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Blog > Education News > Promoting home language use: How do we make a difference?

Promoting home language use: How do we make a difference?

How can we change the pattern of choosing higher-status languages over the natural mother tongue? Explore how parents, teachers and policy makers can make a difference to language priorities.

When I was in Hong Kong, meeting with parents and teachers, the subject of discussion was often Hong Kong parents choosing to speak English with their children rather than Cantonese. Inevitably, someone would ask how we can change this pattern of choosing the higher-status English over the natural mother tongue of Cantonese-speaking Hong Kong families. It’s certainly not a problem unique to Hong Kong, I’ve had similar discussions about Arabic in the UAE, Kiswahili in Kenya, and Dutch in international schools in the Netherlands, to name just a few. Although these languages and situations may seem unrelated and distant, in fact, the pathways to making a difference are very similar.
 
How can families make a difference?
 
Make sure you are addressing the various languages in your family and your environment with your children, and having positive discussions about the role of each. No matter how long you will be in a country, and whether or not you personally choose to learn any of the language, you can make a difference for your child by being positive about their opportunities to learn and use another language, albeit only briefly. Model positive attitudes about all languages, whether you can speak them or not, and model making an effort to communicate with others – we can all learn to say “Hello, how are you?” or “Thank you” in other languages, and if we expect it of our children we should surely be willing ourselves.
 
If you are a parent passing on a minority or low-status language, be firm in your own belief about the usefulness and benefit of your language, and pass this belief on to your children. They need to know that their parents’ languages have value, no matter what other people say, and they will be able to use these languages to access their own heritage. Praise them for their efforts in using multiple languages, and acknowledge the hard work they are doing!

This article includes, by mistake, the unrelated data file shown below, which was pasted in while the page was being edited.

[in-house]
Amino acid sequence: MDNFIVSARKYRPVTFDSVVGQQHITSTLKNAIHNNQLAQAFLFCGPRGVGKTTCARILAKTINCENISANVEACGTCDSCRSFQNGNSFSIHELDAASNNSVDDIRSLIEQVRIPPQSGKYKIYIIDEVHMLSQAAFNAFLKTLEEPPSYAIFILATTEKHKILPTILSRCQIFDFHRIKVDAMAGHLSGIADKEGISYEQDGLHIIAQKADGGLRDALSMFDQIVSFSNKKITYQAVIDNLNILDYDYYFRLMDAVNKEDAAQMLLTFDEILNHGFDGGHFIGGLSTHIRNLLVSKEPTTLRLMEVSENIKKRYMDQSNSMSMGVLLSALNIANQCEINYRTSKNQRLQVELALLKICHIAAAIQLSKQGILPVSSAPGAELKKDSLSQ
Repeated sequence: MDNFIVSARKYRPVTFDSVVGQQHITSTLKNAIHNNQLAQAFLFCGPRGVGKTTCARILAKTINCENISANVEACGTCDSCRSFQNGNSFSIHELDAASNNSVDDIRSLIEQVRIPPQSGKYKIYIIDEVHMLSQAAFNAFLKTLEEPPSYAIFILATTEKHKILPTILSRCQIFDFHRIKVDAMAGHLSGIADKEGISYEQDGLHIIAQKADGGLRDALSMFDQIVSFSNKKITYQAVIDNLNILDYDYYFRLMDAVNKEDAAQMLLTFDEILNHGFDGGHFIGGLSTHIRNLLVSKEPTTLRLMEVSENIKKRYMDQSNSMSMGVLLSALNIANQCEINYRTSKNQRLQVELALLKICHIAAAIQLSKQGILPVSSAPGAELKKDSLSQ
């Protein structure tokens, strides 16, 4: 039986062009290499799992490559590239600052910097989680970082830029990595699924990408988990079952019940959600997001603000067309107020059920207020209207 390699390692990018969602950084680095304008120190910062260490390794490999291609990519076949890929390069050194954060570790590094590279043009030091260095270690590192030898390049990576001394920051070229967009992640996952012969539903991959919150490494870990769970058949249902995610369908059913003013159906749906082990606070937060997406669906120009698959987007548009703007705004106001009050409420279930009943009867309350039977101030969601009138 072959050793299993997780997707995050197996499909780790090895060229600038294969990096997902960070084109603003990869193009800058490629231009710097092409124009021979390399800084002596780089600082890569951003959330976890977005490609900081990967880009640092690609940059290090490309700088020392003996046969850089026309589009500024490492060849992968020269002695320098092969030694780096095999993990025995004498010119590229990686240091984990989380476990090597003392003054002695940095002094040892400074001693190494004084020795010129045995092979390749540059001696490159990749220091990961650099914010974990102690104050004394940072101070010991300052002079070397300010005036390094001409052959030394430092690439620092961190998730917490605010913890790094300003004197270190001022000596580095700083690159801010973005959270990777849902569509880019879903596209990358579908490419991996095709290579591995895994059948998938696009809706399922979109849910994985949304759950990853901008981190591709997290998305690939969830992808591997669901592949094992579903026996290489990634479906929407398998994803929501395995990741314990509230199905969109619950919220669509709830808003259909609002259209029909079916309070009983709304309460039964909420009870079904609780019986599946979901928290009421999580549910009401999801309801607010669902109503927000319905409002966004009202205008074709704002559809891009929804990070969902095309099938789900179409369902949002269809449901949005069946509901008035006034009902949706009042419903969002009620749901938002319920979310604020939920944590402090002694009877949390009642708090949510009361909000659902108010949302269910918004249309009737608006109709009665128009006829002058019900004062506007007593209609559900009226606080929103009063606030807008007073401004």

How can teachers make a difference?
 
Show, through your words and actions, that all the languages of the children in your classes are equal in value and status. Practice language-integration in your classroom, by varying the language of greetings and other classroom routines. If children are unable to answer questions or respond in the school language, let them do it in their own language and then use the resources available to you (other students, teaching assistants, technology) to translate the answer if necessary. In areas where the local language is perceived as being of lesser status than the school language, address this issue in class, to let the children know that you value their language and support them in continuing to use and grow in that language.
 
How can administrators and policy makers make a difference?